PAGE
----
The solution comes preconfigured, tested and validated making it an ideal solution for customers looking to standardize hardware platforms and simplify the roll-out process across many distributed locations. The all-in-one design is also a great fit for small-and-medium-sized businesses looking to virtualize smaller server environments or add storage capacity where space is limited.

For Virtualized Network Installations and Consultancy, Contact us here.
Continue reading

Virtualization: A brief History

Virtualization is a process that allows one piece of hardware to run a number of operating systems all at the same time. Prior to its inception, the standard for x86 servers was to only run one application to one server. This was fine until more and more servers were needed to meet the growing demands of the IT world, as data centre managers were spending millions of dollars on wasted server space.

But now, virtualization has changed everything, for one machine can run a multitude of applications, each isolated into one virtual operating system, completely separated from the others.

As a subsidiary of EMC, VMware popped onto the technology scene in 1998, beginning as a start-up company and soaring to become one of the driving forces in virtualization in just a few short years. In 2005, virtualization technology came in to mainstream awareness faster than anyone could have ever imagined – including many IT experts. Not only did it fly right on through the developmental software stages, it fell headlong into the data centre… all within a year.

Recent times have seen the IT world look for different means of consolidating that would assist in running their systems more efficiently. Virtualization software from companies such as Platespin was just in time to initiate and capitalize on the momentum for this new technology, seeing nothing short of outstanding adoption rates and customer satisfaction. The latest estimates even show that nearly 75% of all companies with at least 500 employees are installing virtual servers, with nearly half of those who are already utilizing the technology stating that of all new servers purchased, close to half of them will be virtualized.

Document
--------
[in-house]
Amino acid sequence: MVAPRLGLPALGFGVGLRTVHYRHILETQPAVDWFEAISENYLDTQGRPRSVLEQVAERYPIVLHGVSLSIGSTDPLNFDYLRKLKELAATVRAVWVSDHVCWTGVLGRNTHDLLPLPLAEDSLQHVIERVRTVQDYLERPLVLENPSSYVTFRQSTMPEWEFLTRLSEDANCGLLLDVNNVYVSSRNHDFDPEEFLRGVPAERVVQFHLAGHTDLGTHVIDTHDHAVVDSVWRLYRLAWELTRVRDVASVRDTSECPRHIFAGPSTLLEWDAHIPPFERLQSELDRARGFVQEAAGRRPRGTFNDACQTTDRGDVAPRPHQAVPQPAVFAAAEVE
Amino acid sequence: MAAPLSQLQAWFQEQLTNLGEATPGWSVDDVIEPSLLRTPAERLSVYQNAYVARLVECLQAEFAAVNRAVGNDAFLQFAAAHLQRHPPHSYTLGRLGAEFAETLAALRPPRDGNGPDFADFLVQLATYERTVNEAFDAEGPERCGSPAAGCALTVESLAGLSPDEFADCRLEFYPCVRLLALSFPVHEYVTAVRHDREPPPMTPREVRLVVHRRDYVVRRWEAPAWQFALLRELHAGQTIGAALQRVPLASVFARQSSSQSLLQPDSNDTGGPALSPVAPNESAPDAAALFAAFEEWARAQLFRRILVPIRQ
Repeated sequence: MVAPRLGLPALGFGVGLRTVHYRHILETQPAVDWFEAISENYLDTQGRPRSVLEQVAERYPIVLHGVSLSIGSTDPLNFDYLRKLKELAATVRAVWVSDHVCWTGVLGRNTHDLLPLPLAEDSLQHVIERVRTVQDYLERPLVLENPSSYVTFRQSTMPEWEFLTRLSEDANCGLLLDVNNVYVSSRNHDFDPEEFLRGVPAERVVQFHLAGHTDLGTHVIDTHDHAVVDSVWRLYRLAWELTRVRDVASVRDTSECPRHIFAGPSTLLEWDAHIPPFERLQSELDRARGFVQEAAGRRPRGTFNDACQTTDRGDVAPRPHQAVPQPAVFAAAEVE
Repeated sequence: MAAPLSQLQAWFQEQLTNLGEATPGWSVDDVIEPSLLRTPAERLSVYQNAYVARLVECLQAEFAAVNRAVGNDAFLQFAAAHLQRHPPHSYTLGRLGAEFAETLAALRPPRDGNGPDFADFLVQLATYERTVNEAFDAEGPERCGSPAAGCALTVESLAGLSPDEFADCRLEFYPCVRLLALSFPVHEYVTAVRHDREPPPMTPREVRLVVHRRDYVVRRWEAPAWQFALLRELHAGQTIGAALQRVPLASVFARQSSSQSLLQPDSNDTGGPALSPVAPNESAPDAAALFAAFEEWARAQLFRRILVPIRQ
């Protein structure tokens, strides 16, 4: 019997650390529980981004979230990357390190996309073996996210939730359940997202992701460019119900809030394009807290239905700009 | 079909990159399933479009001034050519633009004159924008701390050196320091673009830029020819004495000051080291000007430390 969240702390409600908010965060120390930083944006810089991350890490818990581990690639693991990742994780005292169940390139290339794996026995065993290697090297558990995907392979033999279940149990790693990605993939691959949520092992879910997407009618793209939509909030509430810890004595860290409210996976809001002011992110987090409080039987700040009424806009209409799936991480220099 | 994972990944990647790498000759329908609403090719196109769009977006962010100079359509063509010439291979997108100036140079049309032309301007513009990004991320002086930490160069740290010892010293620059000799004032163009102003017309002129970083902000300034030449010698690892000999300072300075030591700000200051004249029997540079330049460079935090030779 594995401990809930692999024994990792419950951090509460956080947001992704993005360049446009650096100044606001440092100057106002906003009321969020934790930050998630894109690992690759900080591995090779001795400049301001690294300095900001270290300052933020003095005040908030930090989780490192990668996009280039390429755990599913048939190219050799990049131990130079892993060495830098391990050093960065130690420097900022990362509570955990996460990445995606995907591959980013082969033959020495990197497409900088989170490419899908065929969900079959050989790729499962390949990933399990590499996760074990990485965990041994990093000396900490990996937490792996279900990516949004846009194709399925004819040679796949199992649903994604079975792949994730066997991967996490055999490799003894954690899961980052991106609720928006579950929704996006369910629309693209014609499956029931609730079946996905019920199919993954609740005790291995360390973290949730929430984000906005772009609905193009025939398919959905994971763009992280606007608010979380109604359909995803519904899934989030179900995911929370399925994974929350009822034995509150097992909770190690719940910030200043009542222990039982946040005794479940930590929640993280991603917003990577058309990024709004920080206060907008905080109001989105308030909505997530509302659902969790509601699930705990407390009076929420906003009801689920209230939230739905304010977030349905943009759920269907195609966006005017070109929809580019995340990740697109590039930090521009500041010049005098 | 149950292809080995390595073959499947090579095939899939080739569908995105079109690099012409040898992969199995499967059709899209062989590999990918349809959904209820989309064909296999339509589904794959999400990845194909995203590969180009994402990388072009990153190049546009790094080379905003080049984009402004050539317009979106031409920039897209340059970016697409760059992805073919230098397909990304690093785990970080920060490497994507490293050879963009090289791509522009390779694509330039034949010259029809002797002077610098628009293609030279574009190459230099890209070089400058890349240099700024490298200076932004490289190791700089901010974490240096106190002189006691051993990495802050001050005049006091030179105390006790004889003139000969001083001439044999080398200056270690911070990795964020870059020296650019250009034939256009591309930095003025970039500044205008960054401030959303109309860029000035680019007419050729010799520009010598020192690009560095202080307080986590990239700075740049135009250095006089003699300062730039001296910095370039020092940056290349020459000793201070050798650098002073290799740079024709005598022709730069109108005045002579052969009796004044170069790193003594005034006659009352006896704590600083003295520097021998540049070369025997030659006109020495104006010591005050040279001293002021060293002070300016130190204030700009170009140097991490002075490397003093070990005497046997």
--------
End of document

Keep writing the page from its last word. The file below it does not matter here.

Other companies besides Platespin have entered the virtualization market as well. Microsoft has had quite a bit of luck creating and marketing its own virtualization software, mostly due to their large customer base. Xen is another, with its software currently breaking into the market. Of course, just like anything else, software is certain to have a kink or two as it passes from a magazine headline to the adoption process, so buyers would do well to go with a trusted name when purchasing a solution

Many of the experts claim that management of this in-demand technology is right around the corner, as current users aren’t mixing and matching technologies, but are simply utilizing them for one purpose- either networking, storage, or systems.

If your concerns are related to storage, you would work with storage virtualization. Ideally, all virtualizations of one company would be able to be pooled and be tied together or moved around as needed. As with any new technology, the question of automation has been popping up throughout the conversations of vendors and customers. Is it possible? Yes, it is. Will it happen? I predict it will…

For Virtualized Network Installations and Consultancy, Contact us here.

VirtualLogix to Support Symbian OS

VirtualLogix have announced that VirtualLogix VLX – its virtualization software product – will be the first to support Symbian OS, which is the market leading open operating system of advanced data-enabled mobile phones.